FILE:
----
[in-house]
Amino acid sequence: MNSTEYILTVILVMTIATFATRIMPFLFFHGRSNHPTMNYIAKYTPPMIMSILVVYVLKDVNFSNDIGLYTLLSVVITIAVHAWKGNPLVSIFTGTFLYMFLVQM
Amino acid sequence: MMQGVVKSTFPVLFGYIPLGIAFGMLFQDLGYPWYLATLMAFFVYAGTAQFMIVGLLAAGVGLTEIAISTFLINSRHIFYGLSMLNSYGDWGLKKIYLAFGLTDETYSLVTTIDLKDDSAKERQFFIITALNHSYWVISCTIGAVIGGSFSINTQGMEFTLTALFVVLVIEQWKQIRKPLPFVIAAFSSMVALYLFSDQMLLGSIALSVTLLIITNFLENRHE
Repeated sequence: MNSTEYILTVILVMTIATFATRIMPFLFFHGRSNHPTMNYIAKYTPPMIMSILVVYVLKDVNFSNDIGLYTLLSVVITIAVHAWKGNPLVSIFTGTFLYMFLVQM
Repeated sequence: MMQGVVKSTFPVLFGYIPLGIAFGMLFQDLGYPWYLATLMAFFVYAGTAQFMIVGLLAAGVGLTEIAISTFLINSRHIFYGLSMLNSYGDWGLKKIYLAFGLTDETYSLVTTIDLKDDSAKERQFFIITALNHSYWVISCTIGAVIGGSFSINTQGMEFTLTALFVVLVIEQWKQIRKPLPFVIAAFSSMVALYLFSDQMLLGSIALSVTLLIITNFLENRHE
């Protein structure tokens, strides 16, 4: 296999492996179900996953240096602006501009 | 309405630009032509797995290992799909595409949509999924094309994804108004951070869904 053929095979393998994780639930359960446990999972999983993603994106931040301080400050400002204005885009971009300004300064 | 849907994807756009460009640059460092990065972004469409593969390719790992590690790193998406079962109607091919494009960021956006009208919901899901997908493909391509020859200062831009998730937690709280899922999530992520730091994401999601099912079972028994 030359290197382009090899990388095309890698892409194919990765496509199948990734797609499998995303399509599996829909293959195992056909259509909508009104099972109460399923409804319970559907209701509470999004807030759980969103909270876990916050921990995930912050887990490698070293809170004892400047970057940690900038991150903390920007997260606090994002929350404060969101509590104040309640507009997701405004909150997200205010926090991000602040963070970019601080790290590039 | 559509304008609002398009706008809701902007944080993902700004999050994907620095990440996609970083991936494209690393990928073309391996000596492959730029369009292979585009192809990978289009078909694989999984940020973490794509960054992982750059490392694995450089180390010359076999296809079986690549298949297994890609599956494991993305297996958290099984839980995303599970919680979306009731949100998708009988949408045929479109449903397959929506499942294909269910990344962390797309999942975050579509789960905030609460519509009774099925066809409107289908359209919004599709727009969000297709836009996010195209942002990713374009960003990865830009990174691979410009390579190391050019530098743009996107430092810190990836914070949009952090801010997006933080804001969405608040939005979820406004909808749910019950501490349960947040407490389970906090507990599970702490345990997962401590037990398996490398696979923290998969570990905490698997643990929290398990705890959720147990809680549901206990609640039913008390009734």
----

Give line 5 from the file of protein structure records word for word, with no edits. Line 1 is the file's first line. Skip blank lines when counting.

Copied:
Repeated sequence: MMQGVVKSTFPVLFGYIPLGIAFGMLFQDLGYPWYLATLMAFFVYAGTAQFMIVGLLAAGVGLTEIAISTFLINSRHIFYGLSMLNSYGDWGLKKIYLAFGLTDETYSLVTTIDLKDDSAKERQFFIITALNHSYWVISCTIGAVIGGSFSINTQGMEFTLTALFVVLVIEQWKQIRKPLPFVIAAFSSMVALYLFSDQMLLGSIALSVTLLIITNFLENRHE